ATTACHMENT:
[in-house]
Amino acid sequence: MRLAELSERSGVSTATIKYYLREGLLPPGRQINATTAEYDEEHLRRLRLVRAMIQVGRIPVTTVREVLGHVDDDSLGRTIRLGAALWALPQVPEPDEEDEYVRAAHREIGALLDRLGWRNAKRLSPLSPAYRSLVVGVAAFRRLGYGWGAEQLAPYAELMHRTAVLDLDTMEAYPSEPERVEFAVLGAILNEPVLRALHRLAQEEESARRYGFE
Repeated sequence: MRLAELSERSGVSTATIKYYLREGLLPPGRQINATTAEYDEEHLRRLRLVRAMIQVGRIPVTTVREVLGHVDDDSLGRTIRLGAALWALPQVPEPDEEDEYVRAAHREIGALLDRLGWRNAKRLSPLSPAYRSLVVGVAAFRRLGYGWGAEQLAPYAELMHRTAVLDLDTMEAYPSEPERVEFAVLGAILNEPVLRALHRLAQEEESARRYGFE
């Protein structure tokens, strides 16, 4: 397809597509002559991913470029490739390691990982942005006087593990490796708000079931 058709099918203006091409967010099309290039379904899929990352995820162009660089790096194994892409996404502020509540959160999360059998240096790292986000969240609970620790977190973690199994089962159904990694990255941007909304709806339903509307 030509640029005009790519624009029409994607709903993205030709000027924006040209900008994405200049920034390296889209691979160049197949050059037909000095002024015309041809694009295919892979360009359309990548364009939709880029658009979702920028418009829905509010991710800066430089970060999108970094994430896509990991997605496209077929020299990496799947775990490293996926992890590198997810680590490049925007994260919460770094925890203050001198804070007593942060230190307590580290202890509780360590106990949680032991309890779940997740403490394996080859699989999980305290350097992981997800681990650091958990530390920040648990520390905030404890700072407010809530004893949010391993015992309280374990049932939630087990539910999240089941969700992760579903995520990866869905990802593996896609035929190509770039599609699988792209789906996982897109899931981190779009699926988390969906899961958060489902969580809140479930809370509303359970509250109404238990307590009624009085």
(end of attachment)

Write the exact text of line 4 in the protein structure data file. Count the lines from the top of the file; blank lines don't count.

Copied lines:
């Protein structure tokens, strides 16, 4: 397809597509002559991913470029490739390691990982942005006087593990490796708000079931 058709099918203006091409967010099309290039379904899929990352995820162009660089790096194994892409996404502020509540959160999360059998240096790292986000969240609970620790977190973690199994089962159904990694990255941007909304709806339903509307 030509640029005009790519624009029409994607709903993205030709000027924006040209900008994405200049920034390296889209691979160049197949050059037909000095002024015309041809694009295919892979360009359309990548364009939709880029658009979702920028418009829905509010991710800066430089970060999108970094994430896509990991997605496209077929020299990496799947775990490293996926992890590198997810680590490049925007994260919460770094925890203050001198804070007593942060230190307590580290202890509780360590106990949680032991309890779940997740403490394996080859699989999980305290350097992981997800681990650091958990530390920040648990520390905030404890700072407010809530004893949010391993015992309280374990049932939630087990539910999240089941969700992760579903995520990866869905990802593996896609035929190509770039599609699988792209789906996982897109899931981190779009699926988390969906899961958060489902969580809140479930809370509303359970509250109404238990307590009624009085």